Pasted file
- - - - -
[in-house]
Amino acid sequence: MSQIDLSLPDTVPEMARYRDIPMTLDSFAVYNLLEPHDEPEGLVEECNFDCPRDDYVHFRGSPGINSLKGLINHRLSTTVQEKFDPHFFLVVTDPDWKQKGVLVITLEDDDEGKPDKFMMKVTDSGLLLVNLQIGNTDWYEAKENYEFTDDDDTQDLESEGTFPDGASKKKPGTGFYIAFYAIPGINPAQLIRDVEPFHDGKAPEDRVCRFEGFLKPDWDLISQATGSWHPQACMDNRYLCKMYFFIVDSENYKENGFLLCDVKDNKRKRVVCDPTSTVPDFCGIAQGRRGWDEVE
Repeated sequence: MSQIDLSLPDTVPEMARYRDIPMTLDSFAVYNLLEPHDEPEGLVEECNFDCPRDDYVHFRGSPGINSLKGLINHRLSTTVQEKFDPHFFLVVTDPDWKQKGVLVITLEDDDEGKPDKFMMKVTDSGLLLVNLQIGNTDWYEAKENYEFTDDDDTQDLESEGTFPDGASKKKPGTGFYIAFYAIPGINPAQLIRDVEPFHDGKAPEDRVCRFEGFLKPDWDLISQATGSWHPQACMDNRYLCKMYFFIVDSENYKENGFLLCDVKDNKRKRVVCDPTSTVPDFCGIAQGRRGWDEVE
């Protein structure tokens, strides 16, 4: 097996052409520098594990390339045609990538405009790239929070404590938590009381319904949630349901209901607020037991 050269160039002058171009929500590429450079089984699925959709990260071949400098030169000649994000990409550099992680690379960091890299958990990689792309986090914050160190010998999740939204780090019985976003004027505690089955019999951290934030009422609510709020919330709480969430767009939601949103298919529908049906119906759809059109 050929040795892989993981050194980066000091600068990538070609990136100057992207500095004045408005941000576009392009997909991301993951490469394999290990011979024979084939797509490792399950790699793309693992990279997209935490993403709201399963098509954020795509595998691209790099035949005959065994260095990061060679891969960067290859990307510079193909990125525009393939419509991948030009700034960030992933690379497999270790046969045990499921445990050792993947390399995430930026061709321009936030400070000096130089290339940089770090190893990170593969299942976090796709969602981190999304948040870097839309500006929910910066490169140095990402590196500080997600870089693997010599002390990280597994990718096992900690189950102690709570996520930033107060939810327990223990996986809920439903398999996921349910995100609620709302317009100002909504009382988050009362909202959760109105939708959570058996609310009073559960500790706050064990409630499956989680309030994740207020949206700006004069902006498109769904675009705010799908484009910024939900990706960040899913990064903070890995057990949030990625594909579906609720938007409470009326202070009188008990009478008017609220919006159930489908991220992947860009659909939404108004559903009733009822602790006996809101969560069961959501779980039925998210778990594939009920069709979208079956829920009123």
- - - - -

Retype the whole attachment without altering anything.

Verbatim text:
[in-house]
Amino acid sequence: MSQIDLSLPDTVPEMARYRDIPMTLDSFAVYNLLEPHDEPEGLVEECNFDCPRDDYVHFRGSPGINSLKGLINHRLSTTVQEKFDPHFFLVVTDPDWKQKGVLVITLEDDDEGKPDKFMMKVTDSGLLLVNLQIGNTDWYEAKENYEFTDDDDTQDLESEGTFPDGASKKKPGTGFYIAFYAIPGINPAQLIRDVEPFHDGKAPEDRVCRFEGFLKPDWDLISQATGSWHPQACMDNRYLCKMYFFIVDSENYKENGFLLCDVKDNKRKRVVCDPTSTVPDFCGIAQGRRGWDEVE
Repeated sequence: MSQIDLSLPDTVPEMARYRDIPMTLDSFAVYNLLEPHDEPEGLVEECNFDCPRDDYVHFRGSPGINSLKGLINHRLSTTVQEKFDPHFFLVVTDPDWKQKGVLVITLEDDDEGKPDKFMMKVTDSGLLLVNLQIGNTDWYEAKENYEFTDDDDTQDLESEGTFPDGASKKKPGTGFYIAFYAIPGINPAQLIRDVEPFHDGKAPEDRVCRFEGFLKPDWDLISQATGSWHPQACMDNRYLCKMYFFIVDSENYKENGFLLCDVKDNKRKRVVCDPTSTVPDFCGIAQGRRGWDEVE
């Protein structure tokens, strides 16, 4: 097996052409520098594990390339045609990538405009790239929070404590938590009381319904949630349901209901607020037991 050269160039002058171009929500590429450079089984699925959709990260071949400098030169000649994000990409550099992680690379960091890299958990990689792309986090914050160190010998999740939204780090019985976003004027505690089955019999951290934030009422609510709020919330709480969430767009939601949103298919529908049906119906759809059109 050929040795892989993981050194980066000091600068990538070609990136100057992207500095004045408005941000576009392009997909991301993951490469394999290990011979024979084939797509490792399950790699793309693992990279997209935490993403709201399963098509954020795509595998691209790099035949005959065994260095990061060679891969960067290859990307510079193909990125525009393939419509991948030009700034960030992933690379497999270790046969045990499921445990050792993947390399995430930026061709321009936030400070000096130089290339940089770090190893990170593969299942976090796709969602981190999304948040870097839309500006929910910066490169140095990402590196500080997600870089693997010599002390990280597994990718096992900690189950102690709570996520930033107060939810327990223990996986809920439903398999996921349910995100609620709302317009100002909504009382988050009362909202959760109105939708959570058996609310009073559960500790706050064990409630499956989680309030994740207020949206700006004069902006498109769904675009705010799908484009910024939900990706960040899913990064903070890995057990949030990625594909579906609720938007409470009326202070009188008990009478008017609220919006159930489908991220992947860009659909939404108004559903009733009822602790006996809101969560069961959501779980039925998210778990594939009920069709979208079956829920009123």